Buying auto insurance is not the one-step process that people want it to be. Understanding the many variables involved can save you money and headaches down the road, but one key point that is often overlooked is the deductible. In this article, we'll discuss what it is and why it's important.
Auto Deductibles in 150 Words
For those familiar with health insurance, this should be an easy concept. An auto deductible is the money that you have to pay before your insurance kicks in and lends a hand.
If you're involved in an accident that causes $5,000 worth of damage and your deductible is $500, then you are on the hook for that first $500 before your insurance takes care of the rest. You can look at the $500 deductible as an entry fee before your insurance will buckle down and decide to pay the claim.
So, knowing that, it's clear that a low deductible is great for keeping the financial burden off you—right?
Unfortunately, it's not that simple. There are pros and cons to each option. The ones we'll discuss below apply to everyone, not just a specific group. Auto deductibles are all about finding that sweet spot for your specific situation, and then sticking to it.
A High Auto Deductible
Now, this is going to sound a bit strange to some, but paying a higher deductible might be the best option.
A higher deductible leads to a lower monthly auto insurance costs, for the obvious reason that the insurer then needs to cover less of the car’s assets in the case of a repair. This means that all of the money saved over the course of the lower-cost insurance contract could potentially go directly to a repair, assuming you have been banking it all.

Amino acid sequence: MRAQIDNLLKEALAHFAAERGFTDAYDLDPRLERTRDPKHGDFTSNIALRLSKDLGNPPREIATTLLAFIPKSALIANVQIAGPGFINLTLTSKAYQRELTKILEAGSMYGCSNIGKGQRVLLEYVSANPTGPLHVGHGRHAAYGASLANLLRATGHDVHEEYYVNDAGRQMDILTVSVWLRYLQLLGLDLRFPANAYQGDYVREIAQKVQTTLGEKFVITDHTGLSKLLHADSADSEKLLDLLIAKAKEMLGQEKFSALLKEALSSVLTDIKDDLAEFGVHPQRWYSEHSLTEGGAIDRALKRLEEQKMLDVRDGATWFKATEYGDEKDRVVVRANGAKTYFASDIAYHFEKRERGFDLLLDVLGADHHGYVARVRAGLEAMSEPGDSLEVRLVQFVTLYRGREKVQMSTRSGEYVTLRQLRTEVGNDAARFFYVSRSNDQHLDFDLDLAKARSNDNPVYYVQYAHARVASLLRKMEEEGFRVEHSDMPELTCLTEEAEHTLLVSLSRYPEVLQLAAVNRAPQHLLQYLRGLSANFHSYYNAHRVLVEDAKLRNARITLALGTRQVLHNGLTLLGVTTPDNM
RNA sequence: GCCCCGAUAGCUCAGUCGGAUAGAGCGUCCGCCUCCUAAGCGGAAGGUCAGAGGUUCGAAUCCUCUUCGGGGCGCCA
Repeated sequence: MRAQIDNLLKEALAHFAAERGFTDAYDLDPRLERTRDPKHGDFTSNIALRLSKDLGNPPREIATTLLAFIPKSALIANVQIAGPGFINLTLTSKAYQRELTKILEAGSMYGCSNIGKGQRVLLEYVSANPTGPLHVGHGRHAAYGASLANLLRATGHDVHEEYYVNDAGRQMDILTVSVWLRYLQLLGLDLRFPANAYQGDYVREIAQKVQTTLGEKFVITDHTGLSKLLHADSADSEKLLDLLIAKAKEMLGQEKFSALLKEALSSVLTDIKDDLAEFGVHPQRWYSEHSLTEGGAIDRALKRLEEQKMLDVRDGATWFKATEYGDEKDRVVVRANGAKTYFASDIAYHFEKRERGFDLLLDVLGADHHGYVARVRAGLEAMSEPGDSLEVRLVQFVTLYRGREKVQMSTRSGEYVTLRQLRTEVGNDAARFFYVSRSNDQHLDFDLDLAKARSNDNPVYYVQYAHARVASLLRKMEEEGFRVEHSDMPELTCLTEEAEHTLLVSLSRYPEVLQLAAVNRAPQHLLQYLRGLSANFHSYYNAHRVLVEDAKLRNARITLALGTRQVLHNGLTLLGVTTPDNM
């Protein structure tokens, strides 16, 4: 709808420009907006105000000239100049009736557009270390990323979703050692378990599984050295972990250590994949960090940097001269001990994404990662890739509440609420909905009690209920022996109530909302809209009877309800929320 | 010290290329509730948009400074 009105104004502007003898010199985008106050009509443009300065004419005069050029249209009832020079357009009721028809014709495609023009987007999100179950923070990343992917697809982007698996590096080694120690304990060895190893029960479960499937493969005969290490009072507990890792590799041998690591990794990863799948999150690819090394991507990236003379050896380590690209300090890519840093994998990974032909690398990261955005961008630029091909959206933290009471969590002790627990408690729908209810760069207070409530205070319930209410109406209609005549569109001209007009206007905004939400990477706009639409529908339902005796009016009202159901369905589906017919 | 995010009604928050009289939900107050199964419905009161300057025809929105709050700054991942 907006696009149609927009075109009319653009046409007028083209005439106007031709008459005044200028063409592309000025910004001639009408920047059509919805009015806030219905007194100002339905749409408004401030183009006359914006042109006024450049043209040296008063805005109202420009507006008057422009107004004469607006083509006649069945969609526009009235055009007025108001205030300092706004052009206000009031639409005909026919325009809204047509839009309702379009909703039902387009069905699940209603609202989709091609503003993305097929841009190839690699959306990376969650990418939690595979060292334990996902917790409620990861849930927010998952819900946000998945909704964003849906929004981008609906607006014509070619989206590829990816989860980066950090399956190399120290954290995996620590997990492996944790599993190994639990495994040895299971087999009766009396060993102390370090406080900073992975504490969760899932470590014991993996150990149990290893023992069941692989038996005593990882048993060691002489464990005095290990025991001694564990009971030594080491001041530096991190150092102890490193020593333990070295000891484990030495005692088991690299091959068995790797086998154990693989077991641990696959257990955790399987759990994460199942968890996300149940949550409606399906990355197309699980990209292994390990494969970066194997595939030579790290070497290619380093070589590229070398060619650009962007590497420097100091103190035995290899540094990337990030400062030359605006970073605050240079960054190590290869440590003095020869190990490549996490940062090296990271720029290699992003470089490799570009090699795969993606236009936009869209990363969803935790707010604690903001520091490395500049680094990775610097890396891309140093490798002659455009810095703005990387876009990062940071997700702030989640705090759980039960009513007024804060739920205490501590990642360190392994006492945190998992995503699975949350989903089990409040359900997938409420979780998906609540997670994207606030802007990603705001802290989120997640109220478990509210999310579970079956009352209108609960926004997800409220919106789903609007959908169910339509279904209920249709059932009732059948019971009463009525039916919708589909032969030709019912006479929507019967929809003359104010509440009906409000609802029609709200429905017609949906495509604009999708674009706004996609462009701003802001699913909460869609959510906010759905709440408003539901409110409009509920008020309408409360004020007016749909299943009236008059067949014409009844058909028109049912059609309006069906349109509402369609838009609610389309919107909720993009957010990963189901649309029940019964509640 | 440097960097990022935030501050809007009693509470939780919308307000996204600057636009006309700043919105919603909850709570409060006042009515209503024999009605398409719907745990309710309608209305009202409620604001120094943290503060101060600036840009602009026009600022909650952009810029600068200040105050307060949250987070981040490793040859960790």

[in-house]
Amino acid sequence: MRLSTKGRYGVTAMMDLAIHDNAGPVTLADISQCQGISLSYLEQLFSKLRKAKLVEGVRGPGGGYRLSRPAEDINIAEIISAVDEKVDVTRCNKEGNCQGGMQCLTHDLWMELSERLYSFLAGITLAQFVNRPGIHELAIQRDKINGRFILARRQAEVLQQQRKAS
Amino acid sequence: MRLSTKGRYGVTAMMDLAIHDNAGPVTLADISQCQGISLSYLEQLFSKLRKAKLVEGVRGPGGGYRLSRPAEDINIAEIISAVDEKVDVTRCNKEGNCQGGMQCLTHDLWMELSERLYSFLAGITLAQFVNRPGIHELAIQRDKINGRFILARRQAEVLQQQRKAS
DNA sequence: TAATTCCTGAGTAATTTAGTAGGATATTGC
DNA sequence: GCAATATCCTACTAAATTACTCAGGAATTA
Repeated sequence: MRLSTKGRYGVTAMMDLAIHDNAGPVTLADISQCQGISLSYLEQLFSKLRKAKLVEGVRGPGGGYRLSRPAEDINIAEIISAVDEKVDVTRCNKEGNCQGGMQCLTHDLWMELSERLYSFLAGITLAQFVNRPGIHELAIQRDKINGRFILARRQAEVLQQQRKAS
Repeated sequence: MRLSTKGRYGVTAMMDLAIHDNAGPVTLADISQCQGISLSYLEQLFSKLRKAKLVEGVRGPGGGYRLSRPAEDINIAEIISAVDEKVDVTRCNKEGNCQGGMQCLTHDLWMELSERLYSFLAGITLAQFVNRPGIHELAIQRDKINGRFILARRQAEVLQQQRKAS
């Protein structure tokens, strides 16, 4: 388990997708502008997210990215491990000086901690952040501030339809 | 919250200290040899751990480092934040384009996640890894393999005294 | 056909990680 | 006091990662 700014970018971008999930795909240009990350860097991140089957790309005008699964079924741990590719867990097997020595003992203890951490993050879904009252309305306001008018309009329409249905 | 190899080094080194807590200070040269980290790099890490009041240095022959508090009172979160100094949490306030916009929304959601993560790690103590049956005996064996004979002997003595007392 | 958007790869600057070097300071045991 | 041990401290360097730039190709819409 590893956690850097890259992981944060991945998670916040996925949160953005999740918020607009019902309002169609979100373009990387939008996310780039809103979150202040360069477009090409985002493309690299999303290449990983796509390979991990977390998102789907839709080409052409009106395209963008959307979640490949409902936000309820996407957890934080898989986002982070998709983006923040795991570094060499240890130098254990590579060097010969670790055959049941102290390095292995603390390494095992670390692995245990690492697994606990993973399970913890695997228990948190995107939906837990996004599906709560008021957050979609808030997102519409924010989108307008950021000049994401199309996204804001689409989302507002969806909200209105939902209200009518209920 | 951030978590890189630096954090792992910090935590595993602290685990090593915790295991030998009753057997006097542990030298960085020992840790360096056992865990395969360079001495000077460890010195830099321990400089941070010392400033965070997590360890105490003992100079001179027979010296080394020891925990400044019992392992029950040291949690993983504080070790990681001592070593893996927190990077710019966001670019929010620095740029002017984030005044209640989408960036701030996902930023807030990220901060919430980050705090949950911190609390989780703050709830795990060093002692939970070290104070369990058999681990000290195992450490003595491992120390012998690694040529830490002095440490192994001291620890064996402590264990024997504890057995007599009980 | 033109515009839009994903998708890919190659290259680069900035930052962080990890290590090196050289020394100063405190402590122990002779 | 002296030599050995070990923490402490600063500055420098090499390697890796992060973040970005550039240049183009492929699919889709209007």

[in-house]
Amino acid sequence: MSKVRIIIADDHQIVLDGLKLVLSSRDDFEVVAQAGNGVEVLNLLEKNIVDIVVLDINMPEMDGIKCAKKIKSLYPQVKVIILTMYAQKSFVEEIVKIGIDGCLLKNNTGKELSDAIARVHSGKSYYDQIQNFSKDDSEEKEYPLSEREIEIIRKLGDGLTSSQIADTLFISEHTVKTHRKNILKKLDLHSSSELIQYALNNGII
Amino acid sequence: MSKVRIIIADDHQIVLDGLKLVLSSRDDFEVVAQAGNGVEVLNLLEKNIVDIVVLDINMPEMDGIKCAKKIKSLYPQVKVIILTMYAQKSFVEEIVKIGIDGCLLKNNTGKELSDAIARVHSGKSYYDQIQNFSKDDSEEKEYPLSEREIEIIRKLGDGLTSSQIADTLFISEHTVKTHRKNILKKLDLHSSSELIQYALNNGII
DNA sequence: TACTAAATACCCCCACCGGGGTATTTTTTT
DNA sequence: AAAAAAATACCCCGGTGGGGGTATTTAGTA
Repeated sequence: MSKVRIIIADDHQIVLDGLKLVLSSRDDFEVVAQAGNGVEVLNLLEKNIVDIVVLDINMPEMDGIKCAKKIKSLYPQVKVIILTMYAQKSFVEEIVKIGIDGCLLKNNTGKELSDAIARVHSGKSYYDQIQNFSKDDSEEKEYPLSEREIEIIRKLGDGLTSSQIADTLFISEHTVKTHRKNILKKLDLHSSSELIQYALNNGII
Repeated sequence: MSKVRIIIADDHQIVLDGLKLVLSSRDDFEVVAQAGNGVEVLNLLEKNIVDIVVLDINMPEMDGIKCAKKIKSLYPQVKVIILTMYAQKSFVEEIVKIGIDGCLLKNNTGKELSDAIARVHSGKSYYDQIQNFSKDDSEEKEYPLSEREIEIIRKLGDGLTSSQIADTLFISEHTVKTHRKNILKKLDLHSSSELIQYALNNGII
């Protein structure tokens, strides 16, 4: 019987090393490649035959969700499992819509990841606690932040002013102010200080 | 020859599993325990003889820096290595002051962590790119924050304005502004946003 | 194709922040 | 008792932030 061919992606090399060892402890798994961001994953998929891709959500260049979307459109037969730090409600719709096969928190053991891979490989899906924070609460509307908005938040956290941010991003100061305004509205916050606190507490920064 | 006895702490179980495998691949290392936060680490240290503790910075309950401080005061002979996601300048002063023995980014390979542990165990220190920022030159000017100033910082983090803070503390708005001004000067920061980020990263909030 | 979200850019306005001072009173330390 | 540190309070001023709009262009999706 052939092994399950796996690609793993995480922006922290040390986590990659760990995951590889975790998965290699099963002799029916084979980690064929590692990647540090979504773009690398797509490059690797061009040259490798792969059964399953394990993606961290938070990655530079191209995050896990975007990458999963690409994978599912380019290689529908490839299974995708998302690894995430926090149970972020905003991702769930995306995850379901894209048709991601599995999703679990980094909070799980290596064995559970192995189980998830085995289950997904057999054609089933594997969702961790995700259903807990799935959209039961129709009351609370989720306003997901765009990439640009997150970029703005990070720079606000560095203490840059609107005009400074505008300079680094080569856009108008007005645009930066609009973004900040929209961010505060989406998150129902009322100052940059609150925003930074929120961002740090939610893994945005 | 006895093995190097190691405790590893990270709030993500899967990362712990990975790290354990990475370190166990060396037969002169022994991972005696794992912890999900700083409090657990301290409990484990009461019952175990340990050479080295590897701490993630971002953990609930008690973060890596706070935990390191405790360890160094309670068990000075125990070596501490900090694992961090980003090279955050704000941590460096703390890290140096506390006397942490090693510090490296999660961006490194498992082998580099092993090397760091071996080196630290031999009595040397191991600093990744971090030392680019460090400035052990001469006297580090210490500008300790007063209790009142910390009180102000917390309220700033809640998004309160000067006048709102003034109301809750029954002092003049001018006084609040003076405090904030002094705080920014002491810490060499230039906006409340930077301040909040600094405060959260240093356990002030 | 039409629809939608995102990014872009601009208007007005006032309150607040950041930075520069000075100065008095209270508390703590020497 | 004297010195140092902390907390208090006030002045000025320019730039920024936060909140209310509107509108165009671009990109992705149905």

High auto deductibles are best for drivers who have money stored away in a “rainy day fund” to take care of emergencies. Since whatever you are saving per month can be wiped out with one accident, depending on that savings to pay other bills is a big gamble. Use it to balance out your finances, but never as a crutch unless you are putting away the money you save each month.
A Low Auto Deductible
Low deductibles are the most common ones. But when purchasing a brand new car leaves your finances drained, what's the smart choice?
A low deductible will keep you from paying a large amount of money upfront to repair your car. But a high deductible will lower the cost per month so you can maintain a brand new car. That could cover gas, upgrades, and general maintenance.
The reason most first-time buyers settle for a low deductible is because it is a long-term option. This is true for single students purchasing a car for school or large families purchasing a minivan.
A mistake can happen on the road, even if it isn't your fault. How much can you realistically pay without disrupting the rest of your life? What would you do if your car was totaled and you had no money to repair it or purchase a new car? Opting for a low deductible is playing the long game, and is considered the safest option for drivers without a rainy day fund.
Having a clear picture of your finances will help you to determine which auto deductible works best for your situation. There are no winners when your car is damaged and needs repair, but at the very least being prepared can keep you out of financial trouble.